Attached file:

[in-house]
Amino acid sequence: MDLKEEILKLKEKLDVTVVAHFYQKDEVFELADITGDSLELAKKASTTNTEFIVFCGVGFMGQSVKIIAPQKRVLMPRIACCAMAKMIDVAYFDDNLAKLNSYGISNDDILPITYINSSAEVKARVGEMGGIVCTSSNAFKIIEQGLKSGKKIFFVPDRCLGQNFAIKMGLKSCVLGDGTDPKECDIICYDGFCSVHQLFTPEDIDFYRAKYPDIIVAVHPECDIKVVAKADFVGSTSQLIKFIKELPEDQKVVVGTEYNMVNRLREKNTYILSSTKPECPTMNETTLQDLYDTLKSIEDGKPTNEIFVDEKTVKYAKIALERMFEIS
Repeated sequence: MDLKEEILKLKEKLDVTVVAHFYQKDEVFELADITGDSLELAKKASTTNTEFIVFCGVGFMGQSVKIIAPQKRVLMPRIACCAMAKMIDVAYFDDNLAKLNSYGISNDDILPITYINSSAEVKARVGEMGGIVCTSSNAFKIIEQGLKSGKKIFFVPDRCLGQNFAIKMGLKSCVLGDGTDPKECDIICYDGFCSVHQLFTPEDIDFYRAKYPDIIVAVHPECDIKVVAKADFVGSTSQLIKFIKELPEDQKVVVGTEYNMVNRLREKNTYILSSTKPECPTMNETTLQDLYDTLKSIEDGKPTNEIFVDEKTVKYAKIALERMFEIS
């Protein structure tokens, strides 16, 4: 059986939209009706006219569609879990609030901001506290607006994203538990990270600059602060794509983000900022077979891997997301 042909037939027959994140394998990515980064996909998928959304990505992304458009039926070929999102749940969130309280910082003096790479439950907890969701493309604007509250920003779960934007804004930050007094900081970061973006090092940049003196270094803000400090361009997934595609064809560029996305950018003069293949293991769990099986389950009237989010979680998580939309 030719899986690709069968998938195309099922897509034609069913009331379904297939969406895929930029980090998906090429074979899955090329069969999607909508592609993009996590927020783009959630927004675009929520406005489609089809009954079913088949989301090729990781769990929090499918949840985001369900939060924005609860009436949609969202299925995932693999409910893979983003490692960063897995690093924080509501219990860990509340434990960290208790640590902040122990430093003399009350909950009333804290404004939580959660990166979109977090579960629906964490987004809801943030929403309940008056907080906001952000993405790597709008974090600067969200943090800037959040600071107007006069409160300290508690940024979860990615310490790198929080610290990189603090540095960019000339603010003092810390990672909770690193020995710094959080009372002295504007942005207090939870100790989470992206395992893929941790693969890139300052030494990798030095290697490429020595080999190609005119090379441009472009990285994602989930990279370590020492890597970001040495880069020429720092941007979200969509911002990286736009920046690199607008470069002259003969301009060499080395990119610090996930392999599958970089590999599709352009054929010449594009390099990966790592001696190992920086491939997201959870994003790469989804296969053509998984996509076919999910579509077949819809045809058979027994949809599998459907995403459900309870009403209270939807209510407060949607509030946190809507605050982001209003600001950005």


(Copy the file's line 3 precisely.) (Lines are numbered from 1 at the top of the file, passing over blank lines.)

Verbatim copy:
Repeated sequence: MDLKEEILKLKEKLDVTVVAHFYQKDEVFELADITGDSLELAKKASTTNTEFIVFCGVGFMGQSVKIIAPQKRVLMPRIACCAMAKMIDVAYFDDNLAKLNSYGISNDDILPITYINSSAEVKARVGEMGGIVCTSSNAFKIIEQGLKSGKKIFFVPDRCLGQNFAIKMGLKSCVLGDGTDPKECDIICYDGFCSVHQLFTPEDIDFYRAKYPDIIVAVHPECDIKVVAKADFVGSTSQLIKFIKELPEDQKVVVGTEYNMVNRLREKNTYILSSTKPECPTMNETTLQDLYDTLKSIEDGKPTNEIFVDEKTVKYAKIALERMFEIS